In both of these works, a hoax is the fulcrum that leverages us into Antarctic space. The hoax is based in the strategy of the double: it’s an iteration of the real, a stealth virus that attacks its DNA. The technology and authority of vision is disrupted in each story—for Huyghe there’s a terrific, blinding storm that almost destroys the expedition, and from which the imposter bird eventually appears, and for Delpeut, the visual and the oral strands are fatally disconnected from each other (remember that the Picture Man is mute) and the Carpenter stares, with empty eyes, into his memory. There is no Real, only apprehensions of it: these works are not just describing the impossibility of representation or description, they’re trying to actually enact it.
Earlier I mentioned an ‘implicit social contract of realism,’ drawing on a Platonic idea of the correctness of the gaze, the resembling gaze which matches perception to what should be sighted. This visual ethic is precisely what fuels the missionary school of Antarctic images, from Edward Wilson’s early 20th century watercolors to Al Gore’s powerpoint. What becomes of that contract and ethic, if images are corrupted by falsification, and if they turn out to be much more about themselves as images than about the place that they testify to? In fact, in both of these works the actual, experienced Antarctic is disavowed—Huyghe announces that the journey ‘was not,’ and Delpeut’s story, with its polar bear, negates the one thing that schoolchildren are likely to know about the Antarctic—and they concentrate our attention, instead, on its double—its image. This acute self-consciousness signals, probably most of all, the sense of inevitable breakdown that comes with the task of imaging the Antarctic. After all, Godard was describing not some intrinsic truth content in cinema, but rather its truth claims. The social contract of realism is the narrative equivalent of perspectival rendering: these works, though—these hoaxes—watch themselves watch and somehow tell us, in the process, that the utopian edge of the world is nothing more (or less) than what we can imagine it to be. Whether we actually see it, or not.
There is a historical dimension to all of this too. Huyghe and Delpeut did not simply forsake representationalism in favor of abstraction—which would have been one option for dealing with the problem of representation: they reformulate representation as hoax. We can, probably, only understand their work in relation to what preceded it. They’re distanced from the Antarctic across time: historians of its history, legatees of its earlier images. The choice of the hoax probably also reflects the fact that these artists were working at a time when the heroic paradigm of struggle against savage elements had been replaced with an intensely fearful one about global environmental crisis. Huyghe in particular provides a parable of redemption that is slight, elliptical and self-fulfilling, much like the general public reaction has been to the prospect of climatological disaster. Theirs is a fourth generation take: after the imaginers, the conquerors and the analysts, comes the flood of doubt.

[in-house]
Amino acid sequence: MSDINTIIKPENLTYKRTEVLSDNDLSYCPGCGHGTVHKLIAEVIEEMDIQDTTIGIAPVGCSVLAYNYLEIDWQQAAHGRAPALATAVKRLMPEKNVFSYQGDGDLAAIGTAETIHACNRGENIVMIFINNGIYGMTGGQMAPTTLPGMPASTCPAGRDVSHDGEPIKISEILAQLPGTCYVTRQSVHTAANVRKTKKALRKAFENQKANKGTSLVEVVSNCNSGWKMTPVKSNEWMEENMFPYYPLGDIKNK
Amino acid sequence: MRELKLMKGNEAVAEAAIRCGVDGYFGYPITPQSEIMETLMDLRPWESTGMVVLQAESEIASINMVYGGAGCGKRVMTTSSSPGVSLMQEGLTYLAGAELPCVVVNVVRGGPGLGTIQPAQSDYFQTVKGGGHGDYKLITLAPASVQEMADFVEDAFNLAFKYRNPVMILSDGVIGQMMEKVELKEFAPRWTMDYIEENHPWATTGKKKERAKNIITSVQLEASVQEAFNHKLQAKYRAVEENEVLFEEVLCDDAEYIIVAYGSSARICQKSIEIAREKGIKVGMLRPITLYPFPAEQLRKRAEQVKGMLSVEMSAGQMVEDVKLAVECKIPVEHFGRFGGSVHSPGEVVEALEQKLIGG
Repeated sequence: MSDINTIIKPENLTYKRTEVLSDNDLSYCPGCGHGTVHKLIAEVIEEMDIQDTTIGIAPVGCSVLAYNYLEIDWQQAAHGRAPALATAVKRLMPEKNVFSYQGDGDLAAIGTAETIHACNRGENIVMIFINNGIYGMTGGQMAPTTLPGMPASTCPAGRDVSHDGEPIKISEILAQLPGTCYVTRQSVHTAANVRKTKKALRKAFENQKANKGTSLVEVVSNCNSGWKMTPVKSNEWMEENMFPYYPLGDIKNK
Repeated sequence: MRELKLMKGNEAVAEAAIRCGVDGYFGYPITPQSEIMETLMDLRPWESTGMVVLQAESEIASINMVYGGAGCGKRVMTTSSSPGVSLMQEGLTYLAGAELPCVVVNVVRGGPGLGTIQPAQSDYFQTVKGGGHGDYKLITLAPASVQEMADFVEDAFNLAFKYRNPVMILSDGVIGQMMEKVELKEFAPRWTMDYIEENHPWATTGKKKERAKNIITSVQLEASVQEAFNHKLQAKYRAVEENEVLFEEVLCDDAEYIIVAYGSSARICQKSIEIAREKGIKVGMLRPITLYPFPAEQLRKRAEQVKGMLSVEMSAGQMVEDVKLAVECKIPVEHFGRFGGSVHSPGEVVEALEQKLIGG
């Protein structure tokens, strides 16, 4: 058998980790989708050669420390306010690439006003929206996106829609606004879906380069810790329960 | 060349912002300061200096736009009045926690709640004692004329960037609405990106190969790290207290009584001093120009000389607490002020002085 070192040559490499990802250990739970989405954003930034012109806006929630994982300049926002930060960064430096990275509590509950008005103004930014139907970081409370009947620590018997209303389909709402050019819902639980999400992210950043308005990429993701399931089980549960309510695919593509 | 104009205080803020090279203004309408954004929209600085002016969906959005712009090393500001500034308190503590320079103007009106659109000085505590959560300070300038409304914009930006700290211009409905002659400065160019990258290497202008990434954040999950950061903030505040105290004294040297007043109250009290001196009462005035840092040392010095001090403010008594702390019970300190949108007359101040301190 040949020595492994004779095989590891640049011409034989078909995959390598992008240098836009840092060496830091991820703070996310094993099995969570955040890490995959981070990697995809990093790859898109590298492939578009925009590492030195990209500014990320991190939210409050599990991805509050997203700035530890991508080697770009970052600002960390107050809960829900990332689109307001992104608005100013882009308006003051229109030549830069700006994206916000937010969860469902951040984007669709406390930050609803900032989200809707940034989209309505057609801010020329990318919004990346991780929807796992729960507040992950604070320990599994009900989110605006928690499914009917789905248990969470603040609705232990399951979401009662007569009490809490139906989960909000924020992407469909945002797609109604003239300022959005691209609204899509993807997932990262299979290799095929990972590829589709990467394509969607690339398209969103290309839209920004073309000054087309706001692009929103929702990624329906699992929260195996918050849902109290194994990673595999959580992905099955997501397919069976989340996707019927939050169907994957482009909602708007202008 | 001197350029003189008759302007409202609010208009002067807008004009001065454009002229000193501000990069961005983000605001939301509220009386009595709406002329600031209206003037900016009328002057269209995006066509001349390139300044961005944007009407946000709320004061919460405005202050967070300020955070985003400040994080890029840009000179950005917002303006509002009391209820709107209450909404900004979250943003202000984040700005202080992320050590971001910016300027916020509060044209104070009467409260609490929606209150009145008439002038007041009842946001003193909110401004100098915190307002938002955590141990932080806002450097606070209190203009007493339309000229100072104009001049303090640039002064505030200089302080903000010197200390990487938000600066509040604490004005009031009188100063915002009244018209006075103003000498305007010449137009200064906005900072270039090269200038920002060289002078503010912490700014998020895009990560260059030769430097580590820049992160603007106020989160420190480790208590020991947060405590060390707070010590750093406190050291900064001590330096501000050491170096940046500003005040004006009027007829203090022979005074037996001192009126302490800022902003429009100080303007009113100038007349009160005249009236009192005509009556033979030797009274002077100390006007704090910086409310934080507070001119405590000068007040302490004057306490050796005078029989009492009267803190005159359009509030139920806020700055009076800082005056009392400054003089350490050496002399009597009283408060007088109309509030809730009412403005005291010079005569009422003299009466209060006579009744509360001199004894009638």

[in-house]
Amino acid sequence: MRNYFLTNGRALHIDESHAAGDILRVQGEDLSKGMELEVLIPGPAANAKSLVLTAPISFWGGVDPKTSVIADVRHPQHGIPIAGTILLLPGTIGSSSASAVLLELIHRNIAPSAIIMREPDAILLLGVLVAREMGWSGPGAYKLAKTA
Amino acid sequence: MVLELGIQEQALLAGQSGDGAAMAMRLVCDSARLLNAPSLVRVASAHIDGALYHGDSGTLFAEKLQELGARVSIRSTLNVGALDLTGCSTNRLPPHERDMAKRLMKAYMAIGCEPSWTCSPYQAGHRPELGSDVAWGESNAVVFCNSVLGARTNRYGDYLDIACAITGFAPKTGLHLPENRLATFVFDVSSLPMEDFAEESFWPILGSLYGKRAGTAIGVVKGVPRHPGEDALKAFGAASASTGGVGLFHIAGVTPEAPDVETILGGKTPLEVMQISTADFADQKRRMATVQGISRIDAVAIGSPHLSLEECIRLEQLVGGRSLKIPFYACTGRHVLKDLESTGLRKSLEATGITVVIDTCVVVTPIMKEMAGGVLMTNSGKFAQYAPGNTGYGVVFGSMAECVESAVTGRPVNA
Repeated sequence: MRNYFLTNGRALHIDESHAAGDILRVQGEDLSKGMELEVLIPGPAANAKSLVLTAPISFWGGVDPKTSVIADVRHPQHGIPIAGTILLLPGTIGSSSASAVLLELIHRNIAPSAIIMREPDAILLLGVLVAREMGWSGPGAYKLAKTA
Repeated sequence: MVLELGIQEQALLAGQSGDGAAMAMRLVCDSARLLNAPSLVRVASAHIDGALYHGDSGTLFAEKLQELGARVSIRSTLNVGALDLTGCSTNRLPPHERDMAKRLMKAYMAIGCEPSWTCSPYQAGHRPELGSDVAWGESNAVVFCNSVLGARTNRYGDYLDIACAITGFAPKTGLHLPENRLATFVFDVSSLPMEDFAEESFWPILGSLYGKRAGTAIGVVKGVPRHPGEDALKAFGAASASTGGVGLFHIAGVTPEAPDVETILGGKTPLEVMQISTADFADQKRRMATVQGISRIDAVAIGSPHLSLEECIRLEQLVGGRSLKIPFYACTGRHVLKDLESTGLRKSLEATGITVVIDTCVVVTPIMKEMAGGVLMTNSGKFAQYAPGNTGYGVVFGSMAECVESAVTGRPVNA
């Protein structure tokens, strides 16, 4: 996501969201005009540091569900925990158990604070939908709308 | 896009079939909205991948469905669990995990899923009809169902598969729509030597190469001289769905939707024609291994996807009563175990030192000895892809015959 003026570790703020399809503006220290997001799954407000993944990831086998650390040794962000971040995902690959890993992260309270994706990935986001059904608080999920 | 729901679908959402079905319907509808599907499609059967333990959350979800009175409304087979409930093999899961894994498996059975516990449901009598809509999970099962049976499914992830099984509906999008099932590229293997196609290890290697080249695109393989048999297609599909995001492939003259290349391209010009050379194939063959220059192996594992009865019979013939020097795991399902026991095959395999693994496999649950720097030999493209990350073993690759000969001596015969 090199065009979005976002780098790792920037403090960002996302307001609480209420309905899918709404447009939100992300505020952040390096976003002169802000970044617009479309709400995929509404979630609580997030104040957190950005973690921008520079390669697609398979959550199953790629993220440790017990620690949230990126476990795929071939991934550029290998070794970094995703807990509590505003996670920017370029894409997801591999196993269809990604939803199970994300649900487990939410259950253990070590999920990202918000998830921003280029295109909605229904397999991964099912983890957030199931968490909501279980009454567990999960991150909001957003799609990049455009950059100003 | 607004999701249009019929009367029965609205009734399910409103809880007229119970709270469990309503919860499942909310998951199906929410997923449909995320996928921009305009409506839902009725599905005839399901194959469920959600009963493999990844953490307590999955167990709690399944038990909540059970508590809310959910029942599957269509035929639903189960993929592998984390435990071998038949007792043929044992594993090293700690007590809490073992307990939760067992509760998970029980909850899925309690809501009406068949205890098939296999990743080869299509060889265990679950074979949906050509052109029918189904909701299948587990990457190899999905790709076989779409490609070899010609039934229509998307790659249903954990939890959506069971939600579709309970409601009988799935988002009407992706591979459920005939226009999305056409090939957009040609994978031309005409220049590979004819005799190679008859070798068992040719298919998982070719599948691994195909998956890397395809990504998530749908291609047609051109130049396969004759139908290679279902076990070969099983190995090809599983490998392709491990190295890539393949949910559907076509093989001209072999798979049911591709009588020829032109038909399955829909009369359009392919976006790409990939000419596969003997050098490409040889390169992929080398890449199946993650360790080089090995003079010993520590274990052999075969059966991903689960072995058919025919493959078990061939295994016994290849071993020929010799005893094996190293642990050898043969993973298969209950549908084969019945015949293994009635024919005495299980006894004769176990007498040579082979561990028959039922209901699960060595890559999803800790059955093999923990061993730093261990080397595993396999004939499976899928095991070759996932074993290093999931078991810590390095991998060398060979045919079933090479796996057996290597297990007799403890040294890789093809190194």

But if vision is not correspondent to ‘reality’ then it might, as Kathryn Yusoff suggests, open the possibility of another kind of vision, ‘that incorporates the fictions and breakdown within those systems of vision and visuality.’ The hoax doubles the initial meaning: it defamiliarizes it, gives it a new direction, generates a question around it. In contrast to the kitsch of literalness, it keeps vision from being arrested, and launches it into a generative—and, distinctly polar— strangeness. The hoax is, potentially, a way to reactivate a frozen imaginary.
Antarctica is a numinous, intensely suggestive landscape, whose despoliation denotes not ‘merely’ environmental, but existential danger. Its unique psychic power is both other-worldly, and harshly real. Antarctic representations boomerang back and forth, between figure and ground, idea and ice, in what seems to be a spiraling dialectic ever struggling to answer the historically produced limits in each of its propositions.
Coleridge’s albatross was ‘the spirit of the place that began at the limits of knowledge.’ Both Huyghe and Delpeut seem to suggest that, despite all that we have learned about the Antarctic, our ways of knowing up ‘til now can trace only—we might say—the tip of the iceberg. Which is why we are, still, making it up.
Rachel Weiss has published extensively on contemporary art in journals, magazines and newspapers in the US, Europe, Latin America, Asia and Australia. Major publications include Making Art Global: The Tercera Bienal de la Habana (Afterall Books), To and From Utopia in the New Cuban Art (University of Minnesota Press) and On Art, Artists, Latin America and Other Utopias by Luis Camnitzer (University of Texas Press: editor).
Major curatorial projects include Global Conceptualism 1950s-1980s: Points of Origin (Queens Museum of Art, NYC: co-director with Luis Camnitzer and Jane Farver), Ante América (Biblioteca Luis Ángel Arango, Bogotá, and traveled in South, North and Central America: co-curator, with Gerardo Mosquera and Carolina Ponce de León), The Nearest Edge of the World: Art and Cuba Now (traveled throughout the US: co-curator with Gerardo Mosquera) and Imagining Antarctica (traveled throughout the US: funded by the National Science Foundation).
As the founding faculty member of the Arts Administration and Policy department at the School of the Art Institute of Chicago she has developed interdisciplinary curriculum that focuses on culture, policy, institutions, and their practices.
Guest teaching has included appointments at Goldsmith’s College, Creative Curating Program and the Royal College of Art, Program in Visual Arts Administration: Curating and Commissioning Contemporary Art, both in London; Curtin University, Department of Art in Perth, Western Australia and the China National Academy of Fine Art, Department of Art History in Hangzhou.